Today, August 15, the Acadians commemorate a dramatic chapter in their history that occurred in 1755.
I had learned that this people wanted to be neutral in the various Franco-British conflicts and that it was repeatedly tossed between allegiance and its refusal to the crowns of the two belligerent metropolises.
A people who have registered, from generation to generation, in a permanent resistance in order to keep alive its language, its culture and its traditions in the face of the multiple attempts of British acculturation.
If we did a poll, I'm pretty sure that many people in Quebec, Ontario, Alberta or British Columbia wouldn't know who the Acadians are. and the tragedy that struck this people in 1755.
At the beginning of the history of colonization in our hemisphere, according to exegetes, the Acadian people were mainly made up of people who came from the west of France to found in 1604, under the peaceful and friendly gaze of the Micmacs, one of the four French colonies in North America: Acadie.
Acadie would today include New Brunswick, Nova Scotia, Prince Edward Island, a part of Quebec and Newfoundland.
In 1755, the neutrality observed by the Acadians until then was put to the test when the tensions between France and England carried to Acadia then became British.
The British want to monopolize the Acadian lands. The Acadians, then stuck in neutrality, were caught in the crossfire.
The French fortifications fell. The British took control of it and notably discovered a handful of Acadians there who, apparently, did not observe neutrality.
This was the trigger for the massive deportation, at all speeds, of the Acadians .
In the name of King George II of Great Britain, the British colonial authorities had then ordered the deportation of the Acadians from their lands and the seizure of all their goods and properties… This is the Grand Dérangement.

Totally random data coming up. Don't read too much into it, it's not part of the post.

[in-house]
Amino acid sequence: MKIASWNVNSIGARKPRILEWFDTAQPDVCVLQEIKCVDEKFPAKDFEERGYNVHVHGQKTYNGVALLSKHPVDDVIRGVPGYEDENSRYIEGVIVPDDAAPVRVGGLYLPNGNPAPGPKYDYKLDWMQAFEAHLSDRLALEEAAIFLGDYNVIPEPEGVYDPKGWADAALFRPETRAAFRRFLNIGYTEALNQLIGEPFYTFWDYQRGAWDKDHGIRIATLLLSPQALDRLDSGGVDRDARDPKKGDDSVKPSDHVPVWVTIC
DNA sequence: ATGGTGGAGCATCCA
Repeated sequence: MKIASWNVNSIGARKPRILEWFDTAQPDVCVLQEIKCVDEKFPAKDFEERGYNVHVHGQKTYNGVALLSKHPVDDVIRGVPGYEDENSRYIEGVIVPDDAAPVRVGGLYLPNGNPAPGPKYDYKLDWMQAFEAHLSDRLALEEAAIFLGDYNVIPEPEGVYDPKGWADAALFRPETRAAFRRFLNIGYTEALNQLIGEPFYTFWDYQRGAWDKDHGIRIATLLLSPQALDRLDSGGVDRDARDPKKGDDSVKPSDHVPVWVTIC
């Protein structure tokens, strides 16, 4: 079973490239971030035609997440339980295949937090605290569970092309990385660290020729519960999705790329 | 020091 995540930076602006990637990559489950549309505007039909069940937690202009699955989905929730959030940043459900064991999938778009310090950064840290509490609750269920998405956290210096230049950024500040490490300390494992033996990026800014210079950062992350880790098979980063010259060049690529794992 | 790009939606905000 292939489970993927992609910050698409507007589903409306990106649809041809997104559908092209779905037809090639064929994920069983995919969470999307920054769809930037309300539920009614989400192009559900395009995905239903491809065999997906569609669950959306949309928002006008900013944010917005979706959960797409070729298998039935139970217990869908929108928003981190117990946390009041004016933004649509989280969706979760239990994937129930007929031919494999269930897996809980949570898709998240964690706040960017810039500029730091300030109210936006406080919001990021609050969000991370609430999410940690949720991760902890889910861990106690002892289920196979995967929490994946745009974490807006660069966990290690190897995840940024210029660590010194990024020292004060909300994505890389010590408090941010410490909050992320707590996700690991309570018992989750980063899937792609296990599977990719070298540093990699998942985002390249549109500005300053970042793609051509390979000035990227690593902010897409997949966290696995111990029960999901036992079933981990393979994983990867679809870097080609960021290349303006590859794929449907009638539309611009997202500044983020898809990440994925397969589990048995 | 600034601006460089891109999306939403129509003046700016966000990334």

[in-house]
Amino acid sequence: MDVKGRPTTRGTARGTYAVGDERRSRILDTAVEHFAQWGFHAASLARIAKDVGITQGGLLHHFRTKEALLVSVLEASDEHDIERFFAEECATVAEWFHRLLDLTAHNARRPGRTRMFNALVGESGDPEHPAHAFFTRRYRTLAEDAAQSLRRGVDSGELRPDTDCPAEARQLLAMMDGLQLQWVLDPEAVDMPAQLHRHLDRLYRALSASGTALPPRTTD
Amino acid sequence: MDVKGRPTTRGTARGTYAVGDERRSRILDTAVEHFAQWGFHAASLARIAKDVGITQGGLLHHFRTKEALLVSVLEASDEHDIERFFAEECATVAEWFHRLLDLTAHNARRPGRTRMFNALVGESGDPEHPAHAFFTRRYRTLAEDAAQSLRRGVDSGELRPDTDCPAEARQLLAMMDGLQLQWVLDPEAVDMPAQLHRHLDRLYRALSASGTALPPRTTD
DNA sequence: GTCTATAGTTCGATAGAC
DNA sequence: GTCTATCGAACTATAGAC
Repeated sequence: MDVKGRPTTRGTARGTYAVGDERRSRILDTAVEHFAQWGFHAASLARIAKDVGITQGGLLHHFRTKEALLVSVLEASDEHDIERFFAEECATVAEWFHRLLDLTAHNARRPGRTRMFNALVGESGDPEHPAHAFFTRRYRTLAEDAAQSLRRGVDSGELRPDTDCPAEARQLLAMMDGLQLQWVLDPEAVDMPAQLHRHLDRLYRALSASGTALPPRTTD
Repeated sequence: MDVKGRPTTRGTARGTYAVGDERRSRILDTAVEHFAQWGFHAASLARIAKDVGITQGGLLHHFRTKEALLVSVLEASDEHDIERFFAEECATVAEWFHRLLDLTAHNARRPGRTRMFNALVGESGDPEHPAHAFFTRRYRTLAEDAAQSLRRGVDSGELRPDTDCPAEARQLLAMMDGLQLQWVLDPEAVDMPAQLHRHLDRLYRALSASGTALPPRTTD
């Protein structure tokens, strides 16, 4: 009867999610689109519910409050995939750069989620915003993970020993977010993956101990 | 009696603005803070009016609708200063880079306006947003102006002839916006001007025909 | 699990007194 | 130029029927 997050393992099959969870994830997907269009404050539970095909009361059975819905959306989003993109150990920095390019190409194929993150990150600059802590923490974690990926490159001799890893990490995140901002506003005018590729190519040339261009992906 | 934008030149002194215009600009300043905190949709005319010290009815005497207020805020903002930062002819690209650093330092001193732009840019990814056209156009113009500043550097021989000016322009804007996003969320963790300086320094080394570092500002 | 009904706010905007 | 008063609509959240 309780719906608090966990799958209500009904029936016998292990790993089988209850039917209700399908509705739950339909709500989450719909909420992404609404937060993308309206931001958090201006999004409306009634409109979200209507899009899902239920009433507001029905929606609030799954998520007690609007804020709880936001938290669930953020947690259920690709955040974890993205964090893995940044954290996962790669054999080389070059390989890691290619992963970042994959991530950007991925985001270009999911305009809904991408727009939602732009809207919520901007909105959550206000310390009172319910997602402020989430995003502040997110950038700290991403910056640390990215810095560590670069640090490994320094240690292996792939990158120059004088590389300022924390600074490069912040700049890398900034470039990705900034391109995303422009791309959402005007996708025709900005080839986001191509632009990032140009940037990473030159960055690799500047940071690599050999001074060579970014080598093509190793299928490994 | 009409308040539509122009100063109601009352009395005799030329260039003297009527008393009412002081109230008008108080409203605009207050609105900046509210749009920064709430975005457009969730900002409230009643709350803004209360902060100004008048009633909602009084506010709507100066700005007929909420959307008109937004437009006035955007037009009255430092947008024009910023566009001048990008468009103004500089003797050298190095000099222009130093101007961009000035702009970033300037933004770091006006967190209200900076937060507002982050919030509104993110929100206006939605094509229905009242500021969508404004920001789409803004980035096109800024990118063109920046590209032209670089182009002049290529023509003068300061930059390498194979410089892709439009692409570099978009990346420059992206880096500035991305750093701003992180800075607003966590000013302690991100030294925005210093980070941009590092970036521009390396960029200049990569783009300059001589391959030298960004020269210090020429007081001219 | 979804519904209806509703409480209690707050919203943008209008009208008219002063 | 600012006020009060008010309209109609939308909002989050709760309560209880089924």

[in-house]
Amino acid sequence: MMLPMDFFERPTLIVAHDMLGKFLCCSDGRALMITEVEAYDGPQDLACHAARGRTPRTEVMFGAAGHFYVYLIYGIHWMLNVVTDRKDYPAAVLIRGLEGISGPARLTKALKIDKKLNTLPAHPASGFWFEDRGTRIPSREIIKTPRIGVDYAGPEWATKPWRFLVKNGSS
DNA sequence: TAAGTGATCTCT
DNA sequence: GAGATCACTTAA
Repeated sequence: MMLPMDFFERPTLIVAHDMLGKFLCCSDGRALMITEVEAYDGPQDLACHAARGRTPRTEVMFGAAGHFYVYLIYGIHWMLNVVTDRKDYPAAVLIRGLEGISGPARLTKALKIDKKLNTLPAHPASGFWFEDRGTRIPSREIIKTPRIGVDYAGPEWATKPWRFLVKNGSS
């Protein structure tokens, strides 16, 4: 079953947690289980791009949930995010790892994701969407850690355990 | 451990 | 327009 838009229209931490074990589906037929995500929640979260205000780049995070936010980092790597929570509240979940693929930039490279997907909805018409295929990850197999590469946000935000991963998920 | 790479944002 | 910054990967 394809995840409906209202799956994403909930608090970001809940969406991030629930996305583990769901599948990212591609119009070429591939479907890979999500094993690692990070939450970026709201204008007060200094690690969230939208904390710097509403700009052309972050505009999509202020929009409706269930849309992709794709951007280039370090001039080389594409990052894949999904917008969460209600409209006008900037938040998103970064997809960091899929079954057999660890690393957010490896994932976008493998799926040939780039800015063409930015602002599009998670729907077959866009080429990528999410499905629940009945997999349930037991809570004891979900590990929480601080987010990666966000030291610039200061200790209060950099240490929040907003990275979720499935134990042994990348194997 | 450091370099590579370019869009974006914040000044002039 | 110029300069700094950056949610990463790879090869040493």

This genocide of the Acadians, orchestrated by the British Crown under the leadership of the Duke of Cumberland, the son of King George, took place from 1755 to 1762. (We are still waiting for an official apology…)
Once the Franco-British fratricidal wars ended and calm returned, many Acadians returned to swell the small number of those who remained on the territory in order to rebuild themselves to give themselves a new start…
August 15 is Acadian Renaissance Day. A party to tell the world: “despite the multiple attempts at obliteration or annihilation orchestrated by the English conquerors two hundred and fifty years ago, we still exist! »
Indeed, even today, through their language and their culture, this people resists and shines, in particular through the words, writings and songs of a string of artists who proudly carry and with authenticity, the signature of their identity.
Think of Antonine Maillet, Serge Patrice Thibodeau, Georgette LeBlanc, Clarence Comeau, Phil Comeau, Patsy Gallant, Edith Butler, Roch Voisine, Jean-François Breau, Lisa LeBlanc and many more…
Happy birthday and long life to the Acadians. Long live Acadie!
Katrine Johns has been a reporter on the news desk since 2013. Before that she wrote about young adolescence and family dynamics for Styles and was the legal affairs correspondent for the Metro desk. Before joining The Gal Post, Katrine Johns worked as a staff writer at the Village Voice and a freelancer for Newsday, The Wall Street Journal, GQ and Mirabella. To get in touch, contact me through my email@example.com 1-800-268-7128